Modelling and Experimental Investigation of Cutting Temperature when Rough Turning Hardened Tool Steel with PCBN Tools

Modelling and Experimental Investigation of Cutting Temperature when Rough Turning Hardened Tool Steel with PCBN Tools

Available online at www.sciencedirect.com ScienceDirect Procedia CIRP 31 (2015) 489 – 495 15th CIRP Conference on Modelling of Machining Operations ...

1MB Sizes 0 Downloads 14 Views

Recommend Documents

No documents
Available online at www.sciencedirect.com

ScienceDirect Procedia CIRP 31 (2015) 489 – 495

15th CIRP Conference on Modelling of Machining Operations

Modelling and Experimental Investigation of Cutting Temperature when Rough Turning Hardened Tool Steel with PCBN Tools V. Kryzhanivskyy1, V. Bushlya2*, O. Gutnichenko2, I.A. Petrusha3, J.-E. Ståhl2 1

Department of Computer Sciences, Zhytomyr State Technological University, Cherniachivskiy 103, Zhytomyr, 10013, Ukraine 2 Division of Production and Materials Engineering, Lund University, Ole Römers vag 1, Lund, 22100, Box-118, Sweden 3 Department of Sinthesis and Sintering of Superhard Materials, Institute for Superhard Materials, Avtozavodska 2, 04074, Kyiv, Ukraine * Corresponding author. Tel.: +46-046-222-4607; fax: +46-046-222-8504. E-mail address: [email protected]

Abstract In this study the cutting tool temperature that develops during rough turning of hardened cold-work tool steel is modelled on the basis of experimental data. The data obtained from a series of thermocouples, placed on a PCBN insert, into an anvil, and into a toolholder, were used as the input for the model. An inverse problem was solved, where the heat fluxes and heat transfer coefficients were computed and where the developed temperature field was reconstructed from the experimental readings. The temperature was modelled for the case of new tools, as well as for the case of its development in the course of tool wear. The machining case involved utilization of a high-cBN content and a binderless PCBN grade, both possessing high thermal conductivity of 110 and 190 W/m K respectively. © © 2015 2015 The The Authors. Authors. Published Published by by Elsevier Elsevier B.V. B.V. This is an open access article under the CC BY-NC-ND license Peer-review under responsibility of The International Scientific Committee of the “15th Conference on Modelling of Machining Operations”. (http://creativecommons.org/licenses/by-nc-nd/4.0/). Peer-review under responsibility of the International Scientific Committee of the “15th Conference on Modelling of Machining Operations Keywords: Tool temperature; inverse problem; hard turning; PCBN

1. Introduction The temperature that develops in the cutting process has a significant effect on the performance of a cutting tool and the quality of the machined component [1]. Such effects are especially accentuated when cutting difficult-to-machine materials like hardened steel, superalloys, titanium alloys, etc. High speed and thus economic machining of these workpiece materials requires utilization of polycrystalline cubic boron nitride (PCBN) tools since they retain their strength and hardness at high temperatures generated during the process [2]. At the same time high cutting temperatures create limitations to the tool performance due to chemical and diffusional wear of PCBN [3-5]. This emphasizes the need for accurate, easy, and reliable methods for the measurement of the temperature and especially its distribution on the tool surfaces and in the tools. A large number of techniques for temperature measurement in machining, from dynamic thermocouple [6] to optical fiber [7, 8] and IR-CCD [3, 9, 10] imaging, that differ in complexity, accuracy, spatial resolution, cost, etc. are utilized [1]. Application of embedded thermocouples offers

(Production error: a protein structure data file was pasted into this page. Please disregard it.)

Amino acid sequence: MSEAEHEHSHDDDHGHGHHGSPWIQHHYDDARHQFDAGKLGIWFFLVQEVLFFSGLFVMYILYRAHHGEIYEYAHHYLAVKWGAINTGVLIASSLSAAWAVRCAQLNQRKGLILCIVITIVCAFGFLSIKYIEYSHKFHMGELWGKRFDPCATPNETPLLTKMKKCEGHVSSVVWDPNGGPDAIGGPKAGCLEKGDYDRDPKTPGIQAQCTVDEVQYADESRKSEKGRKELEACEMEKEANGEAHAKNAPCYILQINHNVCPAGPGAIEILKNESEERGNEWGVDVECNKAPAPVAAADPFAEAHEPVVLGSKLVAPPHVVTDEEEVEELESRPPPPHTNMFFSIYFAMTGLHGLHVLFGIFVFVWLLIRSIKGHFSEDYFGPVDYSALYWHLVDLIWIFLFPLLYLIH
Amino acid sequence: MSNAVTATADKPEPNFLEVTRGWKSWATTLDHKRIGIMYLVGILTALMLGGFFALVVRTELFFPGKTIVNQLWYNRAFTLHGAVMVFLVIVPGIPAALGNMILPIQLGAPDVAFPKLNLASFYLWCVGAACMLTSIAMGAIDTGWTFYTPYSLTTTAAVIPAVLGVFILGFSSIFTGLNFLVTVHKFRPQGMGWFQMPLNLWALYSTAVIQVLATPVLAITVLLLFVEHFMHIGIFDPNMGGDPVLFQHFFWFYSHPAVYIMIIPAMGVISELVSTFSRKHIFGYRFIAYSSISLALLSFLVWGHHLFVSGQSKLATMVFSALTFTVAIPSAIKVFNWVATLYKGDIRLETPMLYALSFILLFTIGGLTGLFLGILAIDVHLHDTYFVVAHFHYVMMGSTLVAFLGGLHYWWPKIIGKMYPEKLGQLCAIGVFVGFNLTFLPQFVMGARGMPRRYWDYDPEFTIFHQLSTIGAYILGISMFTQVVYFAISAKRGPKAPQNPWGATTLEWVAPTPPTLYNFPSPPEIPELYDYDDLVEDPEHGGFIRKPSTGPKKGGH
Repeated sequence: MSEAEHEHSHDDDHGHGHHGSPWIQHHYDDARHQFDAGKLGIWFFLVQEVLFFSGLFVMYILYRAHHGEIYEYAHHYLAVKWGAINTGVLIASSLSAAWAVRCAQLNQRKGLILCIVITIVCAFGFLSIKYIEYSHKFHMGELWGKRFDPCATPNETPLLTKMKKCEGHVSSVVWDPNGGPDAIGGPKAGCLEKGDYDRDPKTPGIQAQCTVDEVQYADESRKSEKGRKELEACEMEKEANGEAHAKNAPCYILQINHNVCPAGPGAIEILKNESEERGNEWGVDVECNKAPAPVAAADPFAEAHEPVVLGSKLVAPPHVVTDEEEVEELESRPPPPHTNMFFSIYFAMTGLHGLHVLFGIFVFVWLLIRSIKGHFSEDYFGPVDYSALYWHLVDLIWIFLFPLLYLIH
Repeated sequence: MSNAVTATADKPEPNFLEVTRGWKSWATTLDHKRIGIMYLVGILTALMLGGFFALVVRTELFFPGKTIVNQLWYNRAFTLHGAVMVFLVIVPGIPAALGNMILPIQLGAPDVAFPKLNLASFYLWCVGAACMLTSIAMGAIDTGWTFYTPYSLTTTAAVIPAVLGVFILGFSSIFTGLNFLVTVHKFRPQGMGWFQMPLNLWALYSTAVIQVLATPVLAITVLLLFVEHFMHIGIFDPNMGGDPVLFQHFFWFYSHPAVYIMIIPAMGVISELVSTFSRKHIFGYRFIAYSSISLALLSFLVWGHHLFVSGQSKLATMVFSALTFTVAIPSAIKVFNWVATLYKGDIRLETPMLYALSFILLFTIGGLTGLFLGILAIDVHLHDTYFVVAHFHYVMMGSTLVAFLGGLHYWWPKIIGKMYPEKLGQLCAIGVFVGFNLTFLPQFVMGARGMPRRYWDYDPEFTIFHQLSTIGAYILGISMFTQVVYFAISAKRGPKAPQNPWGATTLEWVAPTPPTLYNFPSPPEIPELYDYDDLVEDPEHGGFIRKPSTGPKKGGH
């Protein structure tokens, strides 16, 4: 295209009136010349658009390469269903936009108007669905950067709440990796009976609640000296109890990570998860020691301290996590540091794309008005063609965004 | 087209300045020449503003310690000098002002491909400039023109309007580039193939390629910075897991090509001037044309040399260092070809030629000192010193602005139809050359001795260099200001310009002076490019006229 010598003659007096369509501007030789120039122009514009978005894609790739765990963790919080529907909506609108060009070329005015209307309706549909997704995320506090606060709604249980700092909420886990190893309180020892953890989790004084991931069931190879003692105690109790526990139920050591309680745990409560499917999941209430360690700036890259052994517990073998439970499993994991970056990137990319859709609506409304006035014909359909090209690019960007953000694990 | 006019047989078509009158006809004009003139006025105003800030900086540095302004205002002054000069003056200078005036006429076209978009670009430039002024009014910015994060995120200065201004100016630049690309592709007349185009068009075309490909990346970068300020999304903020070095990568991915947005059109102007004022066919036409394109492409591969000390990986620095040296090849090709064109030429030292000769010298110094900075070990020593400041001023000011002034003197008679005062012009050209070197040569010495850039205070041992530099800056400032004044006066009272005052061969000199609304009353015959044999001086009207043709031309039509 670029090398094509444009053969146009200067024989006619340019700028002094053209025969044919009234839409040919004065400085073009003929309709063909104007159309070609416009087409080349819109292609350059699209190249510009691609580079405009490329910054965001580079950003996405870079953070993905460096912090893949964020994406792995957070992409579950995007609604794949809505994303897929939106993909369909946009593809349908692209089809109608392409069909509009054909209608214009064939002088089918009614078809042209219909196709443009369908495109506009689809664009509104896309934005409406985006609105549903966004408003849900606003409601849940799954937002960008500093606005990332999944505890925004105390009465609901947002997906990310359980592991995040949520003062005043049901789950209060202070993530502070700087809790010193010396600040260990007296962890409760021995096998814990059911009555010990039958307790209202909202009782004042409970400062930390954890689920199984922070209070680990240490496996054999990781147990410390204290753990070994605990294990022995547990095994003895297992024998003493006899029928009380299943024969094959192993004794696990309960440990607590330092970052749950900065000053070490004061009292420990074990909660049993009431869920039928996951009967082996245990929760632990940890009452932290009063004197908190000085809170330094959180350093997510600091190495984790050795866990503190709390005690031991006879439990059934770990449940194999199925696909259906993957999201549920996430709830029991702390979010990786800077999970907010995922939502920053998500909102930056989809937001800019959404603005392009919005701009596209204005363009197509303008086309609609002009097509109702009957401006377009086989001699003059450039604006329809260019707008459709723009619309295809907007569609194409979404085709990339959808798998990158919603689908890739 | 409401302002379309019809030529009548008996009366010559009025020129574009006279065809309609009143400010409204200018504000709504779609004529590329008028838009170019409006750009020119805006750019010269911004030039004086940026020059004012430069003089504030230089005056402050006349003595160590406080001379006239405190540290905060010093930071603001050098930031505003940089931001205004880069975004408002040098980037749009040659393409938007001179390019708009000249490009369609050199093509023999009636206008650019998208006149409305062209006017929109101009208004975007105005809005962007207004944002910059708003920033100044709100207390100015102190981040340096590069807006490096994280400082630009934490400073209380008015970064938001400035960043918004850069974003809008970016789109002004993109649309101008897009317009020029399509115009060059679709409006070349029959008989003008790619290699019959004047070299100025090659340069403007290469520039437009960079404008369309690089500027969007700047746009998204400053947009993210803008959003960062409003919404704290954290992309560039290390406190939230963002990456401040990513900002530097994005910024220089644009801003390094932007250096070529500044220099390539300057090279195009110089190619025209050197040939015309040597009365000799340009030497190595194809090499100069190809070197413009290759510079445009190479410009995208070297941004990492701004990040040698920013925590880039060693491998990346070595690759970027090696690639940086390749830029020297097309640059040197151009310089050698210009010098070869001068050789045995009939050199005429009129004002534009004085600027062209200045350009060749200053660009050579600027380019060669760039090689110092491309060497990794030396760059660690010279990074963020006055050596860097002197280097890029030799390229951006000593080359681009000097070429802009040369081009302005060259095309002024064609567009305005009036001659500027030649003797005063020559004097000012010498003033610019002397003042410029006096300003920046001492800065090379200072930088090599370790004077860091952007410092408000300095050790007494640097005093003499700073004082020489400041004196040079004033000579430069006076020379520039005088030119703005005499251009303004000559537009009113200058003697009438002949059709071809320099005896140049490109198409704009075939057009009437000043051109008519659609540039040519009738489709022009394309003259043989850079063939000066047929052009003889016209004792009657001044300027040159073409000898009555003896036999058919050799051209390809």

the ease of set-up, low cost, reasonably fast response but a low spatial resolution in measurement. Ren et al. [11] utilized the combination of FE modelling and the use of a thermocouple on tool/shim interface in order to model temperature field in a PCBN tool and thus increase resolution of the data. The model however assumed a fixed and constant tool-chip temperature on the tool rake. El-Wardany et al. [12] also used the mixed FEM-experimental method but developed a complex and sophisticated calibration procedure to cope with the issue of temperature averaging on the tool-chip contact. Another approach to the modelling of the temperature distribution in a tool is to determine the heat flux into the tool from the chip and workpiece side [1]. Norouzifard et al. [13] utilized the embedded thermocouples for the estimation of the flux of the frictional heat into the tool and the chip by solving an inverse problem. This article reports on the approach combining FE modelling with registration of a temperature in several locations on a tool. An inverse thermal solution was used for the determination of heat fluxes into the tool through the toolchip and tool-workpiece interfaces and for the estimation of heat transfer coefficients between different materials in

2212-8271 © 2015 The Authors. Published by Elsevier B.V. This is an open access article under the CC BY-NC-ND license (http://creativecommons.org/licenses/by-nc-nd/4.0/). Peer-review under responsibility of the International Scientific Committee of the “15th Conference on Modelling of Machining Operations doi:10.1016/j.procir.2015.03.079

490

V. Kryzhanivskyy et al. / Procedia CIRP 31 (2015) 489 – 495

toolholder assembly and the environment. The obtained data are used for the reconstruction of temperature field in two PCBN grades used for machining hardened PM tool steel.

measurement on the worn tools was done on the white light optical microscope InfiniteFocus Real3D, Alicona. 3. Modelling